The Red Light Room

The Wildlife Conservation Society has a collection of approximately 54,000 historical photographic negatives that date back to the opening of the Bronx Zoo in 1899. In order to preserve the integrity of these negatives and enhance access to their historic imagery, the WCS Archives has undertaken an enormous negative re-housing and evaluation project, which began in 2016. The bulk of the collection features photographs of the various inhabitants of the zoo but also documents other aspects of WCS’s history, including images of the New York Aquarium and of early field expeditions. The chronological assessment of these negatives has illuminated important milestones in the Bronx Zoo’s history and evolution to the zoological park it has become today. One such milestone occurred in 1961 in the Small Mammal House.

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A Familiar Scene [Wild View]

Over on WCS’s photo blog Wild View, we highlight how sea lions have been part of the Bronx Zoo since the Wildlife Conservation Society opened the park in 1899, and sea lions are part of all five zoos and the aquarium that WCS operates. 

WCS Department of Education 90th Anniversary [Instagram]

We are celebrating the 90th Anniversary of the WCS Department of Education! In this photo, the first Curator of Education, Claude Leister, lectures school children in 1931. Today, the Education Department works to inspire a diverse, inclusive movement of conservation advocates through their programs and activities across the five WCS parks.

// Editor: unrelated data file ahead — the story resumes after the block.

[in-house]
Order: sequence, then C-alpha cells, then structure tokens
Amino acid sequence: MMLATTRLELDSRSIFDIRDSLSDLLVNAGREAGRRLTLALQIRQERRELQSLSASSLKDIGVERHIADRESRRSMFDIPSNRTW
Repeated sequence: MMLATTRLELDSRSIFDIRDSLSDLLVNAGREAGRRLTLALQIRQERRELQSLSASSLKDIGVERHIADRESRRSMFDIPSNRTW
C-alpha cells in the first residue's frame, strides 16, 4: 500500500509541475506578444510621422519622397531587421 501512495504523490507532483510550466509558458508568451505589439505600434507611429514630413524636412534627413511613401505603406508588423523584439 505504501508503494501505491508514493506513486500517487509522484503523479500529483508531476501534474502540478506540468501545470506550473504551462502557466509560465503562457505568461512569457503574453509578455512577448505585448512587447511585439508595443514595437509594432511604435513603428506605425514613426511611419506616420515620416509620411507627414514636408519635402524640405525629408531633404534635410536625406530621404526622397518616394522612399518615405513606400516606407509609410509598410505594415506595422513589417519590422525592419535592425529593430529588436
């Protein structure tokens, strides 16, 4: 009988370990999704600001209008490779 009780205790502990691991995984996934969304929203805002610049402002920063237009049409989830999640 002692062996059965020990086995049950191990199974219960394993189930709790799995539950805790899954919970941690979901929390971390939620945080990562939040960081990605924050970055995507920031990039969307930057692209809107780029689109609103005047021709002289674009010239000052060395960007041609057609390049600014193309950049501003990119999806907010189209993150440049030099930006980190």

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World Snow Leopard Day [Instagram]

Happy World Snow Leopard Day! This poster was used by WCS and partner organizations in the 1970s to foster snow leopard preservation in Pakistan. The text translated from Urdu says “Snow Cheetah, This beautiful animal is protected by law but it cannot survive without your help and cooperation. Let it remain alive. It is a precious treasure of Pakistan.”

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A Venezuelan Frog [Instagram]

A frog sits perched on the branch of a plant in Venezuela. This frog was observed by WCS’s Department of Tropical Research, who spent time studying wildlife in Venezuela in the 1920s and 1940s.

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Red Light for Nocturnal Animals [Instagram]

In the 1960s, the Mammalogy Department at the Bronx Zoo invented an exhibit specially for housing nocturnal animals. The Red Light Room in the Small Mammal House opened in 1961, and it used Red Lights to help create a day cycle for the animals. Red light is bright for humans and dim for the animals, so the room allowed visitors to see the animals being active in their nighttime environment. White light at night simulated day time, when the animals sleep. This method was then implemented in the World of Darkness exhibit at the zoo that opened in 1969, which is featured in this photo.

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